Dear Judy (one of my readers writes – a woman, I’m afraid), my husband’s mother has recently been diagnosed with Alzheimer’s, not in its last stages but bad enough. Her short-term memory is totally shot. My husband doesn’t want to reveal the diagnosis to his mother; he says it’s cruel. I’m tempted to tell her what she’s got right now, behind his back. After all, she needs to start making plans. Besides in my experience, secrets are toxic.
Of all the remarks I regularly read regarding how to deal with the terminally ill, it’s the secrets-are-toxic slogan that drives me totally nuts.. . .
It is also the only observation made exclusively by women (men seem to have a far greater affection for subterfuge and lies, borne perhaps out of habit). So let me start here with the obvious. Or what would be perfectly obvious if only people started relying more on common sense than on clichés.
Dying people are in a class by themselves. They are not going to mend their ways, get better or perk up. Some of them know they are dying, and want to make, as my reader suggests, plans. For others, strategizing is requires too much effort, and frank revelations about their diagnoses or long-term prospects senseless and vicious. For one thing, if you’re dealing, say, with an Alzheimer’s victim, you’re going to have to repeat the death sentence to the patient time and again. For another – what are such patients supposed to do about their condition?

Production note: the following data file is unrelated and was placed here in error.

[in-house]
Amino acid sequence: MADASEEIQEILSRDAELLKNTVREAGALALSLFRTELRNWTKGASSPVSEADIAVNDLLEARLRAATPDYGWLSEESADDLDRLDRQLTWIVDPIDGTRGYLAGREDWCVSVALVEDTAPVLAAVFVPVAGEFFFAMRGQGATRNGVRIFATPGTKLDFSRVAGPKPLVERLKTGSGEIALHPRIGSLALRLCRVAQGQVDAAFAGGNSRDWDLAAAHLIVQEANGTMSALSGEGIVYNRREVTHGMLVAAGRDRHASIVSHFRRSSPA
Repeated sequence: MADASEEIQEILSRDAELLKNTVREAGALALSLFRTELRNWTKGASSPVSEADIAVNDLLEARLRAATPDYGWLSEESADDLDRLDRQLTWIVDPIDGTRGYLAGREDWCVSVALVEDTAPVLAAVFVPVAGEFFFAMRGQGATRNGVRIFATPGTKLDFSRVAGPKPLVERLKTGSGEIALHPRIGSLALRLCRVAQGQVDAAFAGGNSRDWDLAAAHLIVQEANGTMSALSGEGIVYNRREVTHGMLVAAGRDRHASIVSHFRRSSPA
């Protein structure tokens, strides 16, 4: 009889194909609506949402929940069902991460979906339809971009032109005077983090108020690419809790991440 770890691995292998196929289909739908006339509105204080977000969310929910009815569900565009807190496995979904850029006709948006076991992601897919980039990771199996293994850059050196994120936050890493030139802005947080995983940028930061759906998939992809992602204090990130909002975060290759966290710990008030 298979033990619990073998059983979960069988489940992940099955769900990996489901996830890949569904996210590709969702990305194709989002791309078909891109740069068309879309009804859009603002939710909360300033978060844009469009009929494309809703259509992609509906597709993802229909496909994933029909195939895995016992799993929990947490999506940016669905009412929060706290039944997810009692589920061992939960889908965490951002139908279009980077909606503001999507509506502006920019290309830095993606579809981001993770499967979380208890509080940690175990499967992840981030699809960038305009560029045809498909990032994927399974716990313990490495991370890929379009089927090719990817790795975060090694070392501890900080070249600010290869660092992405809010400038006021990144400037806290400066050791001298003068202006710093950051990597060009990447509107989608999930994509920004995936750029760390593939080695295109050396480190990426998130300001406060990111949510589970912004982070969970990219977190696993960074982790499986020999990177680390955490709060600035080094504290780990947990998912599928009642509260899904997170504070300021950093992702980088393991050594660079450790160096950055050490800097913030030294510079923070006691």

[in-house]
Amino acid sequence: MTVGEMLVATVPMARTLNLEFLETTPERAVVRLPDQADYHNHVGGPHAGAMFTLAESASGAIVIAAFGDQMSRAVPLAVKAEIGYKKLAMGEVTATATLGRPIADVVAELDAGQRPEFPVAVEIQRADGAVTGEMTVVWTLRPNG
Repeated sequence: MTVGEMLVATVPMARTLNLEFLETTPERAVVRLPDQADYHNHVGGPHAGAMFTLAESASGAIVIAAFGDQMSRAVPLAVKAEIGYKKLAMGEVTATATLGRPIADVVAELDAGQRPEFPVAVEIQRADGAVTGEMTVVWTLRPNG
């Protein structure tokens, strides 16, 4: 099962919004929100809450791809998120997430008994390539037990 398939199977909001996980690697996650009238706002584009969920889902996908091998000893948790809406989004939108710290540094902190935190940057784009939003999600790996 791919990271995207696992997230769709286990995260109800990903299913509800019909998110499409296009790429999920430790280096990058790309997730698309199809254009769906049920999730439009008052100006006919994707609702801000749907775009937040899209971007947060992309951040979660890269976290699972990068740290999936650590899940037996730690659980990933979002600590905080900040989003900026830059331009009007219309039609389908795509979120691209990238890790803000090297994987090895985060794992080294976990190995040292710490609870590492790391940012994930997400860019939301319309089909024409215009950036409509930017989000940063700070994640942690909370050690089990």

In fact, candor and dying are in many instances mutually exclusive. That doesn’t mean you have to be dishonest with the terminally ill. But it also doesn’t mean you invariably have to spell things out. The much-reviled coping mechanism known as denial is in fact a very effective form of consolation, allowing those who rely on it to absorb as much (or as little) information as will be helpful to them at any given minute. Who are the healthy to strip it away from those who need it most?
So whenever readers ask me what to say to the dying – usually right after they’ve told me what they intend to unload, no matter what — I tell them I have a better idea. Maybe, I tell these well-wishers, they should on their visits to sickbeds fall silent for a few moments and let the patient do the talking. Then I offer them my favorite kind of list.
1) It’s probably because you’re a Type-A personality
2) I thought you were looking washed out, but I never wanted to say anything.
3) …If only you hadn’t smoked…
4) I had the exact same symptoms last year, but fortunately it turned out to be nothing.
5) Have you made your peace with Jesus?
6) You might want to enroll in an anger management course.
7) Don’t worry: my doorman (third husband/plumber) had the exact same type of cancer, but thanks to prayer (guided imagery/coffee grounds/juice fasts) is now in Hawaii competing in the Ironman Triathlon.
8) You want to be careful about getting hooked on those pain meds…
9) I know this great doctor with a clinic in Juarez…
10) In a way, I envy you.
Judy Bachrach is a Vanity Fair contributing editor, and the founder of thecheckoutline.org – an online advice column for friends and relatives of the dying.